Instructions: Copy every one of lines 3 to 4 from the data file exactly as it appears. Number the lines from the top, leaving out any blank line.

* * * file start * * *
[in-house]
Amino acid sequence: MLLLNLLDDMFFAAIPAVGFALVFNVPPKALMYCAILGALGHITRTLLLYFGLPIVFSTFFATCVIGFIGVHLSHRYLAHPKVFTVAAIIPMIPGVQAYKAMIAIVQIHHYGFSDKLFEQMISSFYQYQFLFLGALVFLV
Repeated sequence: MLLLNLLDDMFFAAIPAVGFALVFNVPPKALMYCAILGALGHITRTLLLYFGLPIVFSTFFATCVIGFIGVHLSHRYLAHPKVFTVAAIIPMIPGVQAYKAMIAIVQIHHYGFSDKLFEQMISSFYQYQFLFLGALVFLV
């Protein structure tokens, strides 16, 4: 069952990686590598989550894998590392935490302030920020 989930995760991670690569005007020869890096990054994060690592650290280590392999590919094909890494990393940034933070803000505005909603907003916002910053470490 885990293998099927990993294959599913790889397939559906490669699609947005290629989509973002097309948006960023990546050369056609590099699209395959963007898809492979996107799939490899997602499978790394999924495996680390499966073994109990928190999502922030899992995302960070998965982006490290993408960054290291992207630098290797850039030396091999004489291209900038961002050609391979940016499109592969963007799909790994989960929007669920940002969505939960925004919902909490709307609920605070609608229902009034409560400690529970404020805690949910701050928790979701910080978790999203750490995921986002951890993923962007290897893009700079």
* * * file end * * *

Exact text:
Repeated sequence: MLLLNLLDDMFFAAIPAVGFALVFNVPPKALMYCAILGALGHITRTLLLYFGLPIVFSTFFATCVIGFIGVHLSHRYLAHPKVFTVAAIIPMIPGVQAYKAMIAIVQIHHYGFSDKLFEQMISSFYQYQFLFLGALVFLV
């Protein structure tokens, strides 16, 4: 069952990686590598989550894998590392935490302030920020 989930995760991670690569005007020869890096990054994060690592650290280590392999590919094909890494990393940034933070803000505005909603907003916002910053470490 885990293998099927990993294959599913790889397939559906490669699609947005290629989509973002097309948006960023990546050369056609590099699209395959963007898809492979996107799939490899997602499978790394999924495996680390499966073994109990928190999502922030899992995302960070998965982006490290993408960054290291992207630098290797850039030396091999004489291209900038961002050609391979940016499109592969963007799909790994989960929007669920940002969505939960925004919902909490709307609920605070609608229902009034409560400690529970404020805690949910701050928790979701910080978790999203750490995921986002951890993923962007290897893009700079």